36.     While both CCOs and local boards have engagement programmes with Māori, the engagement plan will allow a more cohesive and coordinated approach to engagement, with more advance planning of how different parts of the community will be involved.

Ngā ritenga ā-pūtea

Financial implications

37.     The adoption of the Joint CCO Engagement Plan 2021-2022 between the local board and Auckland Council’s substantive Council-Controlled Organisations does not have financial impacts for local boards.

38.     Any financial implications or opportunities will be provided to local boards on a project or programme basis.

Ngā raru tūpono me ngā whakamaurutanga

Risks and mitigations

39.     It is likely that there will be changes made to work programme items in the engagement plan during the year, or to the level of engagement that the board or the community will have. This risk is mitigated by ensuring that the document states clearly that it is subject to change, contains a table recording changes made since it was signed, and will be re-published on the local board agenda quarterly, to ensure public transparency.

Ngā koringa ā-muri

Next steps

40.     The local board will receive the next quarterly update for Quarter Two in March 2022.

 

Ngā tāpirihanga

Attachments

No.

Title

Page

a

Maungakiekie-Tāmaki Local Board Joint CCO Engagement Plan 2021-2022

115

b

Auckland Transport 2021-22 Q1 Report - Maungakiekie-Tāmaki Local Board

131

c

Auckland Unlimited 2021-22 Q1 Report - Maungakiekie-Tāmaki Local Board

135

     

Ngā kaihaina

Signatories

Author

Kat Ashmead - Senior Advisor Operations and Policy

Authorisers

Louise Mason - GM Local Board Services

Victoria Villaraza - Local Area Manager

 


Maungakiekie-Tāmaki Local Board

30 November 2021

 

 

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Maungakiekie-Tāmaki Local Board

30 November 2021

 

 

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30 November 2021

 

 

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Maungakiekie-Tāmaki Local Board

30 November 2021

 

 

Auckland Council’s Performance Report: Maungakiekie-Tāmaki Local Board for quarter one 2021/2022 (Covering report)

File No.: CP2021/18292

 

  

Te take mō te pūrongo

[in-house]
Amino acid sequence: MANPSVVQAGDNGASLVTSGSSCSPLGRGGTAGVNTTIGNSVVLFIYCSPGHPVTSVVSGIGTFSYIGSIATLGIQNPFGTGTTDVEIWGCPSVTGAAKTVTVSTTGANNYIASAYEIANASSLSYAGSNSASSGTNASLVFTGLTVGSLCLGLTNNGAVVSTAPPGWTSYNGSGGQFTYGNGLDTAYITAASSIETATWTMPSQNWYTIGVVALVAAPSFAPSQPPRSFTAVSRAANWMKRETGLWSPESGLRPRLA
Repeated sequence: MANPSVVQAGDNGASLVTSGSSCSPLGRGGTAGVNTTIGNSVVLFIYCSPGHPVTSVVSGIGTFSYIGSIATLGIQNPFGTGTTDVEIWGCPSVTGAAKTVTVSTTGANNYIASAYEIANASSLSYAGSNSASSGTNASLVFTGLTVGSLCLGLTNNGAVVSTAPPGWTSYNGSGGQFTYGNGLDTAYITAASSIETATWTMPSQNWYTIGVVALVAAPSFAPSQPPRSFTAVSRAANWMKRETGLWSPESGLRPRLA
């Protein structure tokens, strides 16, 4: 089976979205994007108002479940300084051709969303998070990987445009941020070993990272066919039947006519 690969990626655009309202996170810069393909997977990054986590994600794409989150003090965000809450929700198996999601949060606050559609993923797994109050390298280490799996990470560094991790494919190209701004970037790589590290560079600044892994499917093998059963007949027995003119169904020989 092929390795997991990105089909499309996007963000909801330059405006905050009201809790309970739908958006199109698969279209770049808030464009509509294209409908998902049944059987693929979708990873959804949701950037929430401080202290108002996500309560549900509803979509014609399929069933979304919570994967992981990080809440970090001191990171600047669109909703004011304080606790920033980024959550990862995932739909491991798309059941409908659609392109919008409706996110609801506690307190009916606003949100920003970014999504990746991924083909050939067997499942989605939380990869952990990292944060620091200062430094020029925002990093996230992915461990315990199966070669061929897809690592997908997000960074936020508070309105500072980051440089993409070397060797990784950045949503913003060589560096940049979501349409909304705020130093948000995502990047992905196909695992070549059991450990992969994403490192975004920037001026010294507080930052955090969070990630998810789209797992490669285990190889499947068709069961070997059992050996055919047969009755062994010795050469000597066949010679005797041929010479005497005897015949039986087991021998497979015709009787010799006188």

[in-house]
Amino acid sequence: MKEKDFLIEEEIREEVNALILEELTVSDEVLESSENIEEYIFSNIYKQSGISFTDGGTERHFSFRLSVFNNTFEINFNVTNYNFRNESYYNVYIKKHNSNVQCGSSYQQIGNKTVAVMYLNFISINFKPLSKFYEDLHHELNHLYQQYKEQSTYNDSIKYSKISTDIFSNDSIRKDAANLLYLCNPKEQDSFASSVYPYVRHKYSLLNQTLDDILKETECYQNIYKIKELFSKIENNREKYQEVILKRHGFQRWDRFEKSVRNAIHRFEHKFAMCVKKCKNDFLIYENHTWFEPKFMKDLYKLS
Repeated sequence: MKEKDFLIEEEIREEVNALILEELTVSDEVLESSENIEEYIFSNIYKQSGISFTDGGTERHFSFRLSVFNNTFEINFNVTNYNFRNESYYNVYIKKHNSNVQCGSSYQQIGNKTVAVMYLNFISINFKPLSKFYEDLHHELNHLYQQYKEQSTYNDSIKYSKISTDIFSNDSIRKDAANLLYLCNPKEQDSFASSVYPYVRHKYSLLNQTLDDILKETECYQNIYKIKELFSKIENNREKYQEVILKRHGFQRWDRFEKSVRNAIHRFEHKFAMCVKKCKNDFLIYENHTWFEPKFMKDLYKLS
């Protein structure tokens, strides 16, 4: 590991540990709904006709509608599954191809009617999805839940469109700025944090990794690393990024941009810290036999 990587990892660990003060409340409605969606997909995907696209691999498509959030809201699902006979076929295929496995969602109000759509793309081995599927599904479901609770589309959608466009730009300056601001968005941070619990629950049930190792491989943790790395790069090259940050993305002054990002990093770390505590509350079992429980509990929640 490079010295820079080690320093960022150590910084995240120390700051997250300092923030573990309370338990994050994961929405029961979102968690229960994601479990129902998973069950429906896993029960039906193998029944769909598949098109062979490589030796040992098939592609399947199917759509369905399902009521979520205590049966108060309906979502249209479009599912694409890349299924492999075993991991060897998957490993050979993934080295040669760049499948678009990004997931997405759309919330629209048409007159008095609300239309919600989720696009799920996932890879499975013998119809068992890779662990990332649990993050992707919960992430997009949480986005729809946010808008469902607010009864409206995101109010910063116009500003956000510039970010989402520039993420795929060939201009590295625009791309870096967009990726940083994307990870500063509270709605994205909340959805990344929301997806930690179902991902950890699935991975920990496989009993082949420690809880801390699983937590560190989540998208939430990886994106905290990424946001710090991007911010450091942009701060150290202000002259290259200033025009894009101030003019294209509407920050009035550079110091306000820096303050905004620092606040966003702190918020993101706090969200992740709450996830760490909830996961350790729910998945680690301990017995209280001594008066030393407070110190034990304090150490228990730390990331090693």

Purpose of the report

1.       To inform the Maungakiekie-Tāmaki Local Board of a late report (Auckland Council’s performance Report: Maungakiekie-Tāmaki Local Board for quarter one 2021/2022) which will be provided prior to the Board’s 30 November 2021 business meeting.

Whakarāpopototanga matua

Executive summary

2.       This is a late covering report for the above item. The comprehensive agenda report was not available when the agenda went to print and will be provided prior to the 30 November 2021 Maungakiekie-Tāmaki Local Board meeting.

Ngā tūtohunga

Recommendation/s

The recommendations will be provided in the comprehensive agenda report.


Maungakiekie-Tāmaki Local Board

30 November 2021

 

 

Local government elections 2022 - order of names on voting documents

File No.: CP2021/18316

 

  

Te take mō te pūrongo

Purpose of the report

1.       To provide feedback to the Governing Body on how names should be arranged on the voting documents for the Auckland Council 2019 elections.

Whakarāpopototanga matua

Executive summary

2.       The Local Electoral Regulations 2001 provide a local authority the opportunity to decide by resolution whether the names on voting documents are arranged in:

·        alphabetical order of surname

·        pseudo-random order; or

·        random order.

3.       Pseudo-random order means names are listed in a random order and the same random order is used on every voting document.

4.       Random order means names are listed in a random order and a different random order is used on every voting document.

5.       The order of names has been alphabetical for the 2010, 2013, 2016 and 2019 Auckland Council elections. An analysis conducted on these election results shows there is no compelling evidence that candidates being listed first were more likely to be elected. The analysis is contained in Attachment A.